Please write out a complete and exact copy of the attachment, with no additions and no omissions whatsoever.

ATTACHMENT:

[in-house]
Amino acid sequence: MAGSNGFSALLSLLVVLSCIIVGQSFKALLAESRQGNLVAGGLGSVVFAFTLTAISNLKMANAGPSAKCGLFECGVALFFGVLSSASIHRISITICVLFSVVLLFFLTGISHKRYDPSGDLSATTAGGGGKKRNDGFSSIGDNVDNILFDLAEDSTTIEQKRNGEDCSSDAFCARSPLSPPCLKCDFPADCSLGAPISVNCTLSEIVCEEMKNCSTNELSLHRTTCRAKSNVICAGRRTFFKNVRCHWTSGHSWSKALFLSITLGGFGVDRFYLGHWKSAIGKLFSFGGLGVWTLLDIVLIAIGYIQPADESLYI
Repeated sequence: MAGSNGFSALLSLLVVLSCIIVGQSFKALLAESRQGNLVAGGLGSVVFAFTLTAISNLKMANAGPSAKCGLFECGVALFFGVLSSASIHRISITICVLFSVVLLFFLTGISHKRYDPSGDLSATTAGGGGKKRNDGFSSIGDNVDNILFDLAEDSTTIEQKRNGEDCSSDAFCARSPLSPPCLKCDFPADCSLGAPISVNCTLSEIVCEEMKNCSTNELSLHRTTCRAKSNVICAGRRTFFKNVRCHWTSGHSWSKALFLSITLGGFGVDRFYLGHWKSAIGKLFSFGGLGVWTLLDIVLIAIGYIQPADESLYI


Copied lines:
[in-house]
Amino acid sequence: MAGSNGFSALLSLLVVLSCIIVGQSFKALLAESRQGNLVAGGLGSVVFAFTLTAISNLKMANAGPSAKCGLFECGVALFFGVLSSASIHRISITICVLFSVVLLFFLTGISHKRYDPSGDLSATTAGGGGKKRNDGFSSIGDNVDNILFDLAEDSTTIEQKRNGEDCSSDAFCARSPLSPPCLKCDFPADCSLGAPISVNCTLSEIVCEEMKNCSTNELSLHRTTCRAKSNVICAGRRTFFKNVRCHWTSGHSWSKALFLSITLGGFGVDRFYLGHWKSAIGKLFSFGGLGVWTLLDIVLIAIGYIQPADESLYI
Repeated sequence: MAGSNGFSALLSLLVVLSCIIVGQSFKALLAESRQGNLVAGGLGSVVFAFTLTAISNLKMANAGPSAKCGLFECGVALFFGVLSSASIHRISITICVLFSVVLLFFLTGISHKRYDPSGDLSATTAGGGGKKRNDGFSSIGDNVDNILFDLAEDSTTIEQKRNGEDCSSDAFCARSPLSPPCLKCDFPADCSLGAPISVNCTLSEIVCEEMKNCSTNELSLHRTTCRAKSNVICAGRRTFFKNVRCHWTSGHSWSKALFLSITLGGFGVDRFYLGHWKSAIGKLFSFGGLGVWTLLDIVLIAIGYIQPADESLYI